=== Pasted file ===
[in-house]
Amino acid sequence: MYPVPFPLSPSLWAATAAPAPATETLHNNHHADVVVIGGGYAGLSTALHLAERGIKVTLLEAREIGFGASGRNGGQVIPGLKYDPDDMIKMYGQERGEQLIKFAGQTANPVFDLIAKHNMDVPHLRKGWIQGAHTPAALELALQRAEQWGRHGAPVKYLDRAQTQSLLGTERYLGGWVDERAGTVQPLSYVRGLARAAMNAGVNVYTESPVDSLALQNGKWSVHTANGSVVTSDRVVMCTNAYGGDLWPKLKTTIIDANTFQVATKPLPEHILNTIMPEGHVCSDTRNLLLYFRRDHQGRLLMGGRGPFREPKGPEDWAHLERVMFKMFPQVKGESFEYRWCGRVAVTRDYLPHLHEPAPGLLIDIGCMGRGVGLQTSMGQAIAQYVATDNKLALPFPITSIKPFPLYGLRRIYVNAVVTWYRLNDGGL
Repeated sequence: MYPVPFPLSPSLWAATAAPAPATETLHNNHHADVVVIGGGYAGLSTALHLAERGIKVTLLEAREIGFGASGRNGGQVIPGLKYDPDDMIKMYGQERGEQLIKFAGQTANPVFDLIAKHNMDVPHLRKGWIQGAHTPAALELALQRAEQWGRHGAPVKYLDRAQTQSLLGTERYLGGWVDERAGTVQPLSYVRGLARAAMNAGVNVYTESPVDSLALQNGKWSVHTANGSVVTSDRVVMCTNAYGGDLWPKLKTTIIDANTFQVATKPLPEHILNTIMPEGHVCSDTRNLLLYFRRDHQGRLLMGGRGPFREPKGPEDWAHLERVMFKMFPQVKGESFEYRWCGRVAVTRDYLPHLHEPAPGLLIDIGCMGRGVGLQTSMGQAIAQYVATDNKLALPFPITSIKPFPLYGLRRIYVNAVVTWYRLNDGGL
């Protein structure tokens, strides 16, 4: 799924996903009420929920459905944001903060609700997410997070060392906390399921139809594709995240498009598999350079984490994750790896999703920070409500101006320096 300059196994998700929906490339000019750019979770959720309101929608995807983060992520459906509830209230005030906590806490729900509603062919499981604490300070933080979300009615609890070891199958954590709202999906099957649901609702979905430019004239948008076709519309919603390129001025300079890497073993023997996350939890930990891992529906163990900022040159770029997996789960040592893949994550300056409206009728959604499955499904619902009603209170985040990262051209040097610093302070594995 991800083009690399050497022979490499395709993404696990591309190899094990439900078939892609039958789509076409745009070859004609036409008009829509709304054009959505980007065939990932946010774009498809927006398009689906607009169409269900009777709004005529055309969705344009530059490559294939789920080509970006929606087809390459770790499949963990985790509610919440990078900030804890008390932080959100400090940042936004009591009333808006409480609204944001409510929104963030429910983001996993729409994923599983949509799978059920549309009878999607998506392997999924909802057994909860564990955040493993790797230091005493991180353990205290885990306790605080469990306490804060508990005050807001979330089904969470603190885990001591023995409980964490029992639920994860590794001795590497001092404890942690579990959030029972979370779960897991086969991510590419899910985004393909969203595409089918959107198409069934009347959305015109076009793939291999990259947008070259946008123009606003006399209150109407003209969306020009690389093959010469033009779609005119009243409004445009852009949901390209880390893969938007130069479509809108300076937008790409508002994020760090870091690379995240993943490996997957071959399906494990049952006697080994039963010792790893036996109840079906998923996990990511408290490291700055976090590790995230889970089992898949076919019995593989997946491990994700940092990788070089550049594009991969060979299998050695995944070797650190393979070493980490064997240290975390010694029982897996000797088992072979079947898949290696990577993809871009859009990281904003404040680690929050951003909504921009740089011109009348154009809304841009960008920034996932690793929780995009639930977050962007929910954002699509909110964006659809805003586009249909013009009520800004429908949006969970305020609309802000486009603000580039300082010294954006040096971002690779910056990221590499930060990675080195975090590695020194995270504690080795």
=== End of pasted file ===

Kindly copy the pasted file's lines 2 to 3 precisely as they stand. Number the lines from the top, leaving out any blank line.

Amino acid sequence: MYPVPFPLSPSLWAATAAPAPATETLHNNHHADVVVIGGGYAGLSTALHLAERGIKVTLLEAREIGFGASGRNGGQVIPGLKYDPDDMIKMYGQERGEQLIKFAGQTANPVFDLIAKHNMDVPHLRKGWIQGAHTPAALELALQRAEQWGRHGAPVKYLDRAQTQSLLGTERYLGGWVDERAGTVQPLSYVRGLARAAMNAGVNVYTESPVDSLALQNGKWSVHTANGSVVTSDRVVMCTNAYGGDLWPKLKTTIIDANTFQVATKPLPEHILNTIMPEGHVCSDTRNLLLYFRRDHQGRLLMGGRGPFREPKGPEDWAHLERVMFKMFPQVKGESFEYRWCGRVAVTRDYLPHLHEPAPGLLIDIGCMGRGVGLQTSMGQAIAQYVATDNKLALPFPITSIKPFPLYGLRRIYVNAVVTWYRLNDGGL
Repeated sequence: MYPVPFPLSPSLWAATAAPAPATETLHNNHHADVVVIGGGYAGLSTALHLAERGIKVTLLEAREIGFGASGRNGGQVIPGLKYDPDDMIKMYGQERGEQLIKFAGQTANPVFDLIAKHNMDVPHLRKGWIQGAHTPAALELALQRAEQWGRHGAPVKYLDRAQTQSLLGTERYLGGWVDERAGTVQPLSYVRGLARAAMNAGVNVYTESPVDSLALQNGKWSVHTANGSVVTSDRVVMCTNAYGGDLWPKLKTTIIDANTFQVATKPLPEHILNTIMPEGHVCSDTRNLLLYFRRDHQGRLLMGGRGPFREPKGPEDWAHLERVMFKMFPQVKGESFEYRWCGRVAVTRDYLPHLHEPAPGLLIDIGCMGRGVGLQTSMGQAIAQYVATDNKLALPFPITSIKPFPLYGLRRIYVNAVVTWYRLNDGGL